Art & Entertainment

Image: White Horse Inn podcast logoA month or two ago my coworker Dan Newsom turned me on to the White Horse Inn podcast episode called “God in the Gallery.” It’s an interview with Dan Siedell, author of the book of the same name.

(After listening to the podcast, I keep searching for an audio version of his book, but it doesn’t look like there is one. If you know of one, let me know! I love listening to audiobooks and/or podcasts while painting or designing.)

Image: two boxers' gloved hands meeting behind headline Art vs Entertainment

One of the things that jumped out at me in the program was the discussion comparing high art and entertainment.

What Dan Siedell said boils down to this:

(High) Art (as opposed to illustration, propaganda, etc.) has a long memory, and is made with the intention of touching someone now as well as many years from now.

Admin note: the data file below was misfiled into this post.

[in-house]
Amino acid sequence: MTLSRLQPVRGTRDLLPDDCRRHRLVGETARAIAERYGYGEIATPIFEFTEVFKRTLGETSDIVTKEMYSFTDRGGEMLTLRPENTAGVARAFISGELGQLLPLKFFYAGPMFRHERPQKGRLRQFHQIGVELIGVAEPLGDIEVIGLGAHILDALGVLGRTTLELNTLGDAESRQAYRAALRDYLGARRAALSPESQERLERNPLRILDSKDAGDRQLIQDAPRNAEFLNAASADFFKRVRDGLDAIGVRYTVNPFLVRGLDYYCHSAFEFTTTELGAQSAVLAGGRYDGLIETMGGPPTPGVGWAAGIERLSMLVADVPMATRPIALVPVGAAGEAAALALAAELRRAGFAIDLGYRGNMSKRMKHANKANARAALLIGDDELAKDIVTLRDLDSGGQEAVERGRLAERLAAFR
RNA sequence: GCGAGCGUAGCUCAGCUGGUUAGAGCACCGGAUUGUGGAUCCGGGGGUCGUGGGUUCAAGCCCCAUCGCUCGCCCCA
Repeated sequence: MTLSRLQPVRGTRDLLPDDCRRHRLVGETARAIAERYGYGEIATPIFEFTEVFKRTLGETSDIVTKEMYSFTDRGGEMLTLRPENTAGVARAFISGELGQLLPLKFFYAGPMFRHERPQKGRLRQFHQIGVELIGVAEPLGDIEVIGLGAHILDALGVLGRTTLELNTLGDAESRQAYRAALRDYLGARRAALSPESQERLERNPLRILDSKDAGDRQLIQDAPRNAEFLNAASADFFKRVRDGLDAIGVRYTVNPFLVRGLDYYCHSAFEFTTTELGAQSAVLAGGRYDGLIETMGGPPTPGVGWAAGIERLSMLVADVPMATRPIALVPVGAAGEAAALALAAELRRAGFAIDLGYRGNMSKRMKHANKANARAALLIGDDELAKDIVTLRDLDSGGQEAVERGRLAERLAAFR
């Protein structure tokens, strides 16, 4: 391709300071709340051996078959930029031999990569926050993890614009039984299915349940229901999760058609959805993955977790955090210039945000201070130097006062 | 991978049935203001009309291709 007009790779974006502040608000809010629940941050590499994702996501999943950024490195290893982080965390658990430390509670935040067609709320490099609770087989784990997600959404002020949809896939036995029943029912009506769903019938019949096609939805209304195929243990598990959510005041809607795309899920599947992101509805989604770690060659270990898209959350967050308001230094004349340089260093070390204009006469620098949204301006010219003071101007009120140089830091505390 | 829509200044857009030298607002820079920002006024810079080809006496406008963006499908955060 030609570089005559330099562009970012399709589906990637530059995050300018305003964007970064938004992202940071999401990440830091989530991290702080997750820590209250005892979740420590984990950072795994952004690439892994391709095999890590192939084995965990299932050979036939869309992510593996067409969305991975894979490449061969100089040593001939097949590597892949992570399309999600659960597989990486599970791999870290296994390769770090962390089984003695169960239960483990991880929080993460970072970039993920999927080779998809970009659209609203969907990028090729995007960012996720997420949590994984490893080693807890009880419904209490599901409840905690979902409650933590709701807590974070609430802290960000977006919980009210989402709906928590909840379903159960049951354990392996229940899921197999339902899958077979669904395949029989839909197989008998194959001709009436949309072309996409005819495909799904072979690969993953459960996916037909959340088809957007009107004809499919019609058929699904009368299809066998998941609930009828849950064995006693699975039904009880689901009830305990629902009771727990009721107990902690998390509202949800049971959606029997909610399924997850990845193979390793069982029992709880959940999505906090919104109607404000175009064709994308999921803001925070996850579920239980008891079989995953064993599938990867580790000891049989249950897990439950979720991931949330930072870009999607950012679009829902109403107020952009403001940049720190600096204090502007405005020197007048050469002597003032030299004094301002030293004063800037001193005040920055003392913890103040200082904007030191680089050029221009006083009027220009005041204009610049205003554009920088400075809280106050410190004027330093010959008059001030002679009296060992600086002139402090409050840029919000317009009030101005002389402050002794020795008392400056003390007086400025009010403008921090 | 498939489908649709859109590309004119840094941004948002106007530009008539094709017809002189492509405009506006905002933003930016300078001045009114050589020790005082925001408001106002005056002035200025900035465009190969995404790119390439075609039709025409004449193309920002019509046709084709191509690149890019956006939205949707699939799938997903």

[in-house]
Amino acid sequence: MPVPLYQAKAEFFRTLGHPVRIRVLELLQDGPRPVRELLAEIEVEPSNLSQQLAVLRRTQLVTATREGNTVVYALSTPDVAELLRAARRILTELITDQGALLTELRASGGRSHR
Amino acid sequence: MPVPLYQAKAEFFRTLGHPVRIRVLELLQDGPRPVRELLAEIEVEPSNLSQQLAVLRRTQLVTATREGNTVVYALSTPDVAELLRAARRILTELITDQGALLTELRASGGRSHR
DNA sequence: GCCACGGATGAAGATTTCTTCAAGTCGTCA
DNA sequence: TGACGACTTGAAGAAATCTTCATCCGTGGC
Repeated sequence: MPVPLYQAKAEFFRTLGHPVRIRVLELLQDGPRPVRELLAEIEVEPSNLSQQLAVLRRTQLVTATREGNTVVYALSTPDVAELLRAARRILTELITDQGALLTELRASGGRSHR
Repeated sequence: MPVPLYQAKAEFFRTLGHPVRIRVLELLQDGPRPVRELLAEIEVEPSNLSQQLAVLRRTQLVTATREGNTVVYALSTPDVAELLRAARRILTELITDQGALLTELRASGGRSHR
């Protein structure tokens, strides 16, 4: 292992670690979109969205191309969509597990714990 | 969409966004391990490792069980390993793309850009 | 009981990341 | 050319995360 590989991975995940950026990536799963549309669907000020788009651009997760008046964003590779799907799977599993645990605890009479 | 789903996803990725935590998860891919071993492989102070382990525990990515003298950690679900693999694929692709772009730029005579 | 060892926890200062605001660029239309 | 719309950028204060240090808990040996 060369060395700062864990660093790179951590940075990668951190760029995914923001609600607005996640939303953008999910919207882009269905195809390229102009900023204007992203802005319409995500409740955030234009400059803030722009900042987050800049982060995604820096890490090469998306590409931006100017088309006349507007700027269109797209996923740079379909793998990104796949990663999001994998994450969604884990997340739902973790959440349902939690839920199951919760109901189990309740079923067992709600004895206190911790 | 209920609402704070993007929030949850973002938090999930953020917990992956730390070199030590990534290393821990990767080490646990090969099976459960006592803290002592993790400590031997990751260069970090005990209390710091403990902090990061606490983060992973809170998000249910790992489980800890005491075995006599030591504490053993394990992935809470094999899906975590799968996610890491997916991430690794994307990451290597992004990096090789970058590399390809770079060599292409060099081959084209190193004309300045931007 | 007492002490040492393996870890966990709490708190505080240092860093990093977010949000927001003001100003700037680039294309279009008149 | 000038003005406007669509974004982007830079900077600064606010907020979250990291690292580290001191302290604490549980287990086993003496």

Entertainment has no memory, and is made to touch someone right now, not necessarily with the intention of helping them become a better person.

I’m not going to condemn either one. There is a place for both art and entertainment. But they aren’t the same thing at all.

I compare it to food. You have healthy, solid, nourishing food and you have junk food. Problems arise when you have too much of either. And a little bit of junk food is okay, and possibly even beneficial. Likewise, I think mindless entertainment is fine in small doses.

Image: Split picture of Peter Griffin and Marcel Proust

But if you eat potato chips and watch Family Guy all the time, you won’t be doing yourself any favors. You’ll have the same physique and intellect as Peter Griffin.

On the other hand, if you only eat salad and read Proust, your body probably isn’t getting the protein, fat, and sugar it needs, and you’ll become a pretentious bore.(Disclaimer: I’ve never read Proust. His In Search of Lost Time┬ámultivolume series sounds interesting, but I’ve got so much on my reading list I don’t think I’ll read him anytime soon. Apologies if he’s your favorite.)